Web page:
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Police tell 'sweargate' South Ribble councillors to sort out their own problems

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Police have warned councillors not to waste their time after one reported another for swearing at him during a heated debate.

The move comes after a Tory member of South Ribble Council called the police claiming a Labour rival had told him to “f*** off” as tempers reached boiling point in a committee meeting.

Acting chief inspector Gary Crowe. Left, top to bottom, Couns Paul Wharton and Ken Jones

Acting chief inspector Gary Crowe. Left, top to bottom, Couns Paul Wharton and Ken Jones

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A letter from a senior officer in Leyland has now been circulated to all 50 councillors on the troubled authority urging them to sort out arguments internally as police resources are seriously stretched.

In future they have been told to resolve grievances through the council’s own standards procedure rather than involve the local constabulary.

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“At a time of austerity, where demand on the police is at unprecedented levels and safeguarding of vulnerable persons is our absolute priority, we would ask professional bodies, including those made up of elected officials, to consider use of internal standards regimes first in matters which relate to standards of professional behaviour,” said the letter from Acting Chief Insp Gary Crowe.

The row erupted during the authority’s licensing committee as members debated relaxing the rules on the maximum age of taxi vehicles.

Labour Coun Ken Jones, who was reported for swearing in the public meeting, later described his rival Coun Paul Wharton’s reaction as “ridiculously over the top.”

And after receiving the police letter warning all members of wasting police time, he declared: “I totally agree.

“Police have far better things to do than muck about with stuff like this. Like everyone I’ve got the letter. It’s absolutely common sense.”

Asked if he would be offering to shake hands with his opposite number on the Tory benches, Coun Jones said: “Absolutely not.”

Coun Wharton, who told police his opponent had also accused him in the meeting of “talking b*****s,” claimed later it was not the first time Coun Jones had been rude to him.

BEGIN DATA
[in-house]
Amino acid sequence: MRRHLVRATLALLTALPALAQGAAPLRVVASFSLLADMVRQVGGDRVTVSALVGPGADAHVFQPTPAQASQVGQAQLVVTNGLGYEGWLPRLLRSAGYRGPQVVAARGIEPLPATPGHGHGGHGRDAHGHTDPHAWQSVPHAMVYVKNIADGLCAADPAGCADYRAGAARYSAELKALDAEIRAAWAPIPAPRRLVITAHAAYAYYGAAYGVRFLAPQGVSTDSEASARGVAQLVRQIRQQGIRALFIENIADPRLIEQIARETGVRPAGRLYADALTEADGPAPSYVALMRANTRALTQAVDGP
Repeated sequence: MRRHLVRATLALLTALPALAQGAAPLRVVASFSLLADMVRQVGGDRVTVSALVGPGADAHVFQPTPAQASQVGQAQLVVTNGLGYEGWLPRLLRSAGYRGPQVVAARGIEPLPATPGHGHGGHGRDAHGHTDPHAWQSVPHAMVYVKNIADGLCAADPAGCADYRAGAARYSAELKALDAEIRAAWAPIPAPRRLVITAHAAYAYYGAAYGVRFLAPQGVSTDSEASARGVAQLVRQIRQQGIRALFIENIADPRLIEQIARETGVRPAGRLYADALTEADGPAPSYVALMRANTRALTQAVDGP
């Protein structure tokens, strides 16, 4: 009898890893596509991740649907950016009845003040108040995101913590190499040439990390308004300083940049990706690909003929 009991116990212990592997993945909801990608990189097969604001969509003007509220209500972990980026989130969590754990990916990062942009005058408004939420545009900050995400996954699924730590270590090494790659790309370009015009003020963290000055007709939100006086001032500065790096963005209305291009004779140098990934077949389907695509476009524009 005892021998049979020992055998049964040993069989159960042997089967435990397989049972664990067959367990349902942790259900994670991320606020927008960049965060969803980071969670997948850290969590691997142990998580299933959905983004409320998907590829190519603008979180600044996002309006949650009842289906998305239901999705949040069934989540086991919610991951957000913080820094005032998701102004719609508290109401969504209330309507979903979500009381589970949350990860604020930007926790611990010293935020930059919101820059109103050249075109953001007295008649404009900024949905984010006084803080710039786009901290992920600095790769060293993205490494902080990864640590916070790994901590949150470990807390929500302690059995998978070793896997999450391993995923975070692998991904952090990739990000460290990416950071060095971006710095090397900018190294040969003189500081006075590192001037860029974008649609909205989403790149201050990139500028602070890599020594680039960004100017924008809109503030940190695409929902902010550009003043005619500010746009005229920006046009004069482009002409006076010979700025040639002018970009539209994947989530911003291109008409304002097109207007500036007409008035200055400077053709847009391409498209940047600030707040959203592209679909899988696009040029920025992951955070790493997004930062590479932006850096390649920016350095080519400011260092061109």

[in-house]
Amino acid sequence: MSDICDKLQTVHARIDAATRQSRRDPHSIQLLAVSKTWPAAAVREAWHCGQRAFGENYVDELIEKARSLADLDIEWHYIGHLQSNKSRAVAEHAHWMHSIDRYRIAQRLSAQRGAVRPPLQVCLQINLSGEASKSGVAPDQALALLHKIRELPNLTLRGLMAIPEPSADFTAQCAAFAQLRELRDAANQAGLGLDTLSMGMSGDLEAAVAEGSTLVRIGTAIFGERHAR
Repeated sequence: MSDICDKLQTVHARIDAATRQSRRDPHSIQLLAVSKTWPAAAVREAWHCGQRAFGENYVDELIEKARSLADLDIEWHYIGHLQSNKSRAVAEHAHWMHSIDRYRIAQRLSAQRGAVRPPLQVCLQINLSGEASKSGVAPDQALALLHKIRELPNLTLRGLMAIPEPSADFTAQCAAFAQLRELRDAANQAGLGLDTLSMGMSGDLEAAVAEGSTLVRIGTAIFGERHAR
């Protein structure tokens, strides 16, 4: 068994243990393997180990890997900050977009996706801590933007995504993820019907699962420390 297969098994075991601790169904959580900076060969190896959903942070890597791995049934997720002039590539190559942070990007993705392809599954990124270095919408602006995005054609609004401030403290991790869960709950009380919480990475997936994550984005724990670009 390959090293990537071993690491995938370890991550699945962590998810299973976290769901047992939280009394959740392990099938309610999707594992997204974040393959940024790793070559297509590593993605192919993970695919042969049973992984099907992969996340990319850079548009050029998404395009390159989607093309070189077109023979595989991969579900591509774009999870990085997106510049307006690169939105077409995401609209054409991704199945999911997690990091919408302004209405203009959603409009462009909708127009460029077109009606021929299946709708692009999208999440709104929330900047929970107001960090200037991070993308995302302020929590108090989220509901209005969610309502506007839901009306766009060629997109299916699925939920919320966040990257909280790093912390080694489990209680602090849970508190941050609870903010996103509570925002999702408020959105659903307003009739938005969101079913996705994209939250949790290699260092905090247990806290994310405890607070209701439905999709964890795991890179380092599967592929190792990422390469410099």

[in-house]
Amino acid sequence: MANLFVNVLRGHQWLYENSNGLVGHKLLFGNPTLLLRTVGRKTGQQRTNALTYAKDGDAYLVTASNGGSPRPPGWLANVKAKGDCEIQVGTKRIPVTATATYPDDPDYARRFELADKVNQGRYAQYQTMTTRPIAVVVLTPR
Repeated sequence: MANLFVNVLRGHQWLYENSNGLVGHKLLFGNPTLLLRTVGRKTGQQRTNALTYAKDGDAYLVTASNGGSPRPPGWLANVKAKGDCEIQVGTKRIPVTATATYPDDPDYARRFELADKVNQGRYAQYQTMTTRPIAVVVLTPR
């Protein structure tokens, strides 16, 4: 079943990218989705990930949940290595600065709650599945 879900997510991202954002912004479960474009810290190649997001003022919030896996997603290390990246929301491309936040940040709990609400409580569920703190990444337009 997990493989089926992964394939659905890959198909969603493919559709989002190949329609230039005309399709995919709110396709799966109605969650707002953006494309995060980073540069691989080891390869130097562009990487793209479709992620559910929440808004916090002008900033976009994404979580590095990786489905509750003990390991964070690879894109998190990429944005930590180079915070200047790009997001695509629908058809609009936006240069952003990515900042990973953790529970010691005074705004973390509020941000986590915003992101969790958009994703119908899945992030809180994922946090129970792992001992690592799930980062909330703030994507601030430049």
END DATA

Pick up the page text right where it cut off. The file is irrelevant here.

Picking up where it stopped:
“I just felt it was unacceptable conduct for him to use that sort of language,” he said. “Other members and officers looked upset about his outburst so I reported it to the police.

“Councillors might have disagreements, but we have to behave with decorum.”

When contacted yesterday about the police letter, Coun Wharton added: “In hindsight there may have been a better way to deal with this. However it was not an isolated incident and all councillors should reflect on why they were elected and who they represent and stop these bitter and toxic personal attacks.”

Insp Crowe told members: “Lancashire Constabulary encourages the reporting of crime by any person who feels that they (or a third party) have been a victim of crime, particularly where hate or discriminatory issues have been a factor.

“Where threats, violence or hate crime are factors, then direct reporting to the police will always continue to take primacy, if necessary utilising 999.

“As many members of the council are likely to be aware Lancashire Constabulary was contacted on the 12th September 2018 following an incident which occurred the previous evening during a public meeting at the South Ribble Borough Council Civic Centre.

“Both parties involved have been spoken to by police and a full crime report has been submitted, however no further action is to be taken at this time.

“I understand from Mr David Whelan (the authority’s monitoring officer) that South Ribble Borough Council does have its own internal standards regime and, moving forward, Mr Whelan and I will remain in contact to discuss any matters arising where escalation to the police may be required, or conversely any matters that have been brought to our attention which may be relevant to the standards committee.”

Lancashire’s Police Federation, the bobbies’ union, has backed Insp Crowe’s stance.

“Police resources are at an all-time low, but we have a considerable increase in complex demand,” said chair Rachel Hanley.

“The austerity measures have seen a significant decrease in officers numbers and priorities have to be made when responding and deploying to incidents.

“We often hear of calls made to the police that are completely unnecessary and I would echo Inspector Crowe’s comments in this matter.”